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At the Altar of the Lord Virus

An exploration in dynamics of a dislocated soul

March 2021

Melbourne, Australia - What would have happened if man faced the Covid-19 virus 2000 years ago? Would he immediately idolize it as a God? This was among the ideas that passed through Salim's mind while walking in deserted streets in locked down Melbourne CBD.

Salim Ghazi Saeedi, wrote the poetry collection At the Altar of the Lord Virus between Mar 2020 and Mar 2021 after moving to Melbourne from Brisbane. "Suddenly I found myself in a severe lockdown. Barely knowing anyone and deprived from all attractions of a big city". He turned to writing poetry as an old habit he pursued "at the moments of extreme despair." At the Altar of the Lord Virus explores the dynamics of a dislocated soul and powerlessness before an unrecognisable supreme force, an unknown God or as the book puts it, the Lord Virus. "I feel there is a hidden thread among these poems, and that is dislocation. " Salim continues, "Being a migrant in Australia, doing an interstate move to Melbourne as another mini-migration, working from home and walking in the ghost town CBD during severe lockdown all scream dislocation to me."

Covid-19 has had considerable immediate impact on society, but Salim points out the long-term impact it can have on the integration process of a migrant: "In your hometown, you never come across the concept of settlement the way you experience it in migration. It takes years to settle the job and living conditions, and I would say after that, you arrive at point zero." Salim continues: "If you have done your homework in the settlement years, it is the time to actually mingle in the society and be fully aware of your environment. This is where the disruption of pandemic becomes bold. Pandemic is a strong opposing force against integration. It disassembles the society. It tears it apart."

At the time of the books publication (Apr 2021), the pandemic situation in Australia was more under control, but Salim points out the feeling of dislocation: "[It is like] feeling lost in space and time in an extreme way... Even when the pandemic became more under control, feeling safe in the island of Australia, while watching the rest of the world decay, did not help that much. Maybe it made me feel dislocated even more."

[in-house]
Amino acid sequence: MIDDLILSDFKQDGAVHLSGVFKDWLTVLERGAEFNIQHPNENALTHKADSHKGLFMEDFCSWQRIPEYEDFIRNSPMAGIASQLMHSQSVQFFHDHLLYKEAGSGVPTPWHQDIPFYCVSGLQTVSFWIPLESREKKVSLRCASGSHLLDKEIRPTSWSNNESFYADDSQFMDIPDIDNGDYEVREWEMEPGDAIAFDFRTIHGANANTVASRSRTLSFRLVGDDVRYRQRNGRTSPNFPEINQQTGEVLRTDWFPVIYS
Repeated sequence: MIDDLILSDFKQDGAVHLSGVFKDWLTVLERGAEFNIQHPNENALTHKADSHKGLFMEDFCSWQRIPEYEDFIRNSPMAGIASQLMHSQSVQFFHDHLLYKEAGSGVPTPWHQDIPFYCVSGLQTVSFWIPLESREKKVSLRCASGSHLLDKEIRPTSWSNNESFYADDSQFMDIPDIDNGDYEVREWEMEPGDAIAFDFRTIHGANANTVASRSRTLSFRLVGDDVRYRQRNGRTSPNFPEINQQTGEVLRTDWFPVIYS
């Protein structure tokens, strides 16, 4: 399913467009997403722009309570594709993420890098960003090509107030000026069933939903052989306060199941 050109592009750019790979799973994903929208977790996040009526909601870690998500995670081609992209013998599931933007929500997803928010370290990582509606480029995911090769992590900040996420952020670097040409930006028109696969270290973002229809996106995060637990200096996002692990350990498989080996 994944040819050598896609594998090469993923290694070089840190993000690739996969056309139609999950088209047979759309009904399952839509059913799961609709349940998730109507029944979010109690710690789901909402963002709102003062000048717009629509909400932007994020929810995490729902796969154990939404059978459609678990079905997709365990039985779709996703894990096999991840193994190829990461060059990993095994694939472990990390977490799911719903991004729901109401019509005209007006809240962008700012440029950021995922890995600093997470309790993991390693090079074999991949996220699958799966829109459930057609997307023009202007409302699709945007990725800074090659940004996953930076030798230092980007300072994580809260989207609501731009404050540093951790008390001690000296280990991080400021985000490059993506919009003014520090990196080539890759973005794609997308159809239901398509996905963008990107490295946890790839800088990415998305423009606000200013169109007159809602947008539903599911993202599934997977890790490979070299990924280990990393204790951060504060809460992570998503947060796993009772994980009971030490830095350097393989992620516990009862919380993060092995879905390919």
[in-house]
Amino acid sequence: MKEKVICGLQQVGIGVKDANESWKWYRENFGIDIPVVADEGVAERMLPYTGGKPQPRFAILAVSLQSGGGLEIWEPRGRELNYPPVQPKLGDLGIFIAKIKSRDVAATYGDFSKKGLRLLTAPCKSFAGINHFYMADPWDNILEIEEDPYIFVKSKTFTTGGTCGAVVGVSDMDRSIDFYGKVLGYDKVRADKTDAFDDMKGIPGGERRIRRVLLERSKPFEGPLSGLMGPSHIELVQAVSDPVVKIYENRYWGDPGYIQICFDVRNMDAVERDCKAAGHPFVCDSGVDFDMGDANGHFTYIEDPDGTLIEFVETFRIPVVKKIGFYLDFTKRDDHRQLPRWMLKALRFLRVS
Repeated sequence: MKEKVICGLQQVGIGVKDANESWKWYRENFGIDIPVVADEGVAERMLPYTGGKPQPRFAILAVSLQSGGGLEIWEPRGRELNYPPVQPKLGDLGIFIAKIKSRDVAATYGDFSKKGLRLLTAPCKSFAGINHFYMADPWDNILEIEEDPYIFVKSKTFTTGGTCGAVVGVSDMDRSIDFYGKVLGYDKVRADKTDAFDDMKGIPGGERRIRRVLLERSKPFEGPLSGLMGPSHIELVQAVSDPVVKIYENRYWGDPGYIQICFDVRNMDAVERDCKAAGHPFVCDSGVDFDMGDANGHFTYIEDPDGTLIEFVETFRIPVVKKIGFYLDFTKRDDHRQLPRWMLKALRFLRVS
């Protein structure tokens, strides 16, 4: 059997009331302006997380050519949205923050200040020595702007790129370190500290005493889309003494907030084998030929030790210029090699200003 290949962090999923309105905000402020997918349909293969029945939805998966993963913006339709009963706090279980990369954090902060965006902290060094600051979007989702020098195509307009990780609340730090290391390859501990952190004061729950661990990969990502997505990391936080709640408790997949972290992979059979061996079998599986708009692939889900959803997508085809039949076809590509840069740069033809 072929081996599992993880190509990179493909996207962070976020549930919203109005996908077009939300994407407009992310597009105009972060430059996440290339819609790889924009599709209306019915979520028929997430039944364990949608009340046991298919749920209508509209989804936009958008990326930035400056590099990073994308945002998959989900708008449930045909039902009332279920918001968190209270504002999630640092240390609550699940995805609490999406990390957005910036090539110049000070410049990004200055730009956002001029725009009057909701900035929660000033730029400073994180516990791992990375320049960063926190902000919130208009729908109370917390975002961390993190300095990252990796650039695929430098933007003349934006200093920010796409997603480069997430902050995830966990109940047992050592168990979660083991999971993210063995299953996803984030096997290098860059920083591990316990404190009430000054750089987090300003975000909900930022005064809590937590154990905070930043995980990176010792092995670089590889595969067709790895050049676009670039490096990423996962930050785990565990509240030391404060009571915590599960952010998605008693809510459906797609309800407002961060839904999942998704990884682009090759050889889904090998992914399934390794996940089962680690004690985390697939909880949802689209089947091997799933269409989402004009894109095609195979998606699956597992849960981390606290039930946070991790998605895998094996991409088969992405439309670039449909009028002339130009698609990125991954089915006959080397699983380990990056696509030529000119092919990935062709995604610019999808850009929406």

At the Altar of the Lord Virus is the second poetry book published by Salim. It ranges from philosophical Nietzsche like poetry to sarcastic musings on "lord like" influence of the virus upon the world. Salim published another poetry book, The Book of Unsay in 2017. In his repertoire there are also 6 instrumental progressive rock albums in the avant-prog rock genre.

Salim Ghazi Saeedi currently lives in Melbourne, Australia www.salim.world

The book is available to order at: http://www.lulu.com/shop/salim-ghazi-saeedi/the-book-of-unsay/ebook/product-23127684.html

Excerpt from the book:


Lord O Lord

O Lord my Lord Virus! Thy name resonates in my head
With awe and with majesty

Let me confess courageously
As I went all my life astray
To false gods
And to false martyrs

Let me sit with you and ask about the ecstasy
The ecstasy you make in transferring genes
I do not know much about the ways
The ways of evolution I mean

But I'm happy to help with much zest
Oh did I mention I've got feet and hands?
Let me serve thee by moving some genes
I've got feet and hands and also learn fast


Salim Ghazi Saeedi, is a progressive rock composer and experimental writer. He published 6 instrumental albums between 2006 and 2017 and critics classified them in Avant Prog and Rock in Opposition genres. Two poetry collections, The Book of Unsay and At the Altar of the Lord Virus are among his book publications. www.salim.world 

(C) Salim Ghazi Saeedi 2010-2011